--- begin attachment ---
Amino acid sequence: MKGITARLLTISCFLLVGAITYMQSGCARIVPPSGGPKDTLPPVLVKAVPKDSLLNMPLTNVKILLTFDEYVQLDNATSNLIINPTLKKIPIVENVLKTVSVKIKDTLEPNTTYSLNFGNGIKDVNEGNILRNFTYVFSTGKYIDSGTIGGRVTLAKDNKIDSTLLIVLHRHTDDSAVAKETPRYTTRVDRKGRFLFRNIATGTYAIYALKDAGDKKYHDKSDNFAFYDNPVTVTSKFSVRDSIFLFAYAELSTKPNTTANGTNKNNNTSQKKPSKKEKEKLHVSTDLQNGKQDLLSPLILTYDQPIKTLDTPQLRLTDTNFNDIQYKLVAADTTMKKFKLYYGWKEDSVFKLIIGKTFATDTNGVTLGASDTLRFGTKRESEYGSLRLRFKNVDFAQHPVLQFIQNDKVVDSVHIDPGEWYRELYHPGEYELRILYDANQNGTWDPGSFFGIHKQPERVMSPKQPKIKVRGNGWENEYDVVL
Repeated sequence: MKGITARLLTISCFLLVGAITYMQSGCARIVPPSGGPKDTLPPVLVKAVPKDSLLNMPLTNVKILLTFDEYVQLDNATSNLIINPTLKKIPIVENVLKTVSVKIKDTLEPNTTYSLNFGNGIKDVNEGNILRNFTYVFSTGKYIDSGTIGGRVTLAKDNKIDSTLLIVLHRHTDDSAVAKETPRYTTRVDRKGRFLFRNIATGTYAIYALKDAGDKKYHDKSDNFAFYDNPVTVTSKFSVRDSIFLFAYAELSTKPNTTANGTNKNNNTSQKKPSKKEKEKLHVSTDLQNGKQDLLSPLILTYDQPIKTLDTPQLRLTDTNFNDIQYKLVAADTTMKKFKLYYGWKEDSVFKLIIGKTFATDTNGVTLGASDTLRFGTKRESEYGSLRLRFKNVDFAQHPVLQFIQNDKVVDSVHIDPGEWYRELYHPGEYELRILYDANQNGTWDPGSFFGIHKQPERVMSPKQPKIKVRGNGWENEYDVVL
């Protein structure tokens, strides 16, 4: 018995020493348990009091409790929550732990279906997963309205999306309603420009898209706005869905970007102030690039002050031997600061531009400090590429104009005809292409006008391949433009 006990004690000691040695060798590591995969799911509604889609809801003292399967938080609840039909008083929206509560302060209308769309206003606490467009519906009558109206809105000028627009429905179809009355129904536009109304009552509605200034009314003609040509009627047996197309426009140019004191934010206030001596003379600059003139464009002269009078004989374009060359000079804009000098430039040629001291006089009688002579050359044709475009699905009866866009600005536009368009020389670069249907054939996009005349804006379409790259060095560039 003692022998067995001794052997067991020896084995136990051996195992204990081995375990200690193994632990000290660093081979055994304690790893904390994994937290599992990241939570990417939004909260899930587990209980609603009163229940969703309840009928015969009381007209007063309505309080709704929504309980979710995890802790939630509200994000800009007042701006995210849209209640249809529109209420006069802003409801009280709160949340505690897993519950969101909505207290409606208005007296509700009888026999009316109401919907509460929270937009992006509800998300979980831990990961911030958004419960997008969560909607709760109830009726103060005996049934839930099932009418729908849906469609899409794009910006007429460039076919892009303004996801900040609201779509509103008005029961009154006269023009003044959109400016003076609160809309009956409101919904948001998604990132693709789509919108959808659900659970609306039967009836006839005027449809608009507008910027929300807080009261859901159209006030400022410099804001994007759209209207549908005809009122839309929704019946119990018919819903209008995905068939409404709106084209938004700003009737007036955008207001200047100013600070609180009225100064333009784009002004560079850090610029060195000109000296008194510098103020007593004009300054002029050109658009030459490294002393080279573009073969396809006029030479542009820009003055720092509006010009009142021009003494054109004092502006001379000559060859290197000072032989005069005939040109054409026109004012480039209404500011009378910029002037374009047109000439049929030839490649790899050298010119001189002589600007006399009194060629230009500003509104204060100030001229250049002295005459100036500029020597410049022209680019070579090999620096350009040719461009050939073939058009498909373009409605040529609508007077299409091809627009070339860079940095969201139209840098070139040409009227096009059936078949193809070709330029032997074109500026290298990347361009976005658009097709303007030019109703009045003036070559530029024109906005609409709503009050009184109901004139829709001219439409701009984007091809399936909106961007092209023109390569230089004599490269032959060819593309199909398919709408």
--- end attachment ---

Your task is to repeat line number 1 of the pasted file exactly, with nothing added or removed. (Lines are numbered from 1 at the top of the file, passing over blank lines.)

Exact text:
Amino acid sequence: MKGITARLLTISCFLLVGAITYMQSGCARIVPPSGGPKDTLPPVLVKAVPKDSLLNMPLTNVKILLTFDEYVQLDNATSNLIINPTLKKIPIVENVLKTVSVKIKDTLEPNTTYSLNFGNGIKDVNEGNILRNFTYVFSTGKYIDSGTIGGRVTLAKDNKIDSTLLIVLHRHTDDSAVAKETPRYTTRVDRKGRFLFRNIATGTYAIYALKDAGDKKYHDKSDNFAFYDNPVTVTSKFSVRDSIFLFAYAELSTKPNTTANGTNKNNNTSQKKPSKKEKEKLHVSTDLQNGKQDLLSPLILTYDQPIKTLDTPQLRLTDTNFNDIQYKLVAADTTMKKFKLYYGWKEDSVFKLIIGKTFATDTNGVTLGASDTLRFGTKRESEYGSLRLRFKNVDFAQHPVLQFIQNDKVVDSVHIDPGEWYRELYHPGEYELRILYDANQNGTWDPGSFFGIHKQPERVMSPKQPKIKVRGNGWENEYDVVL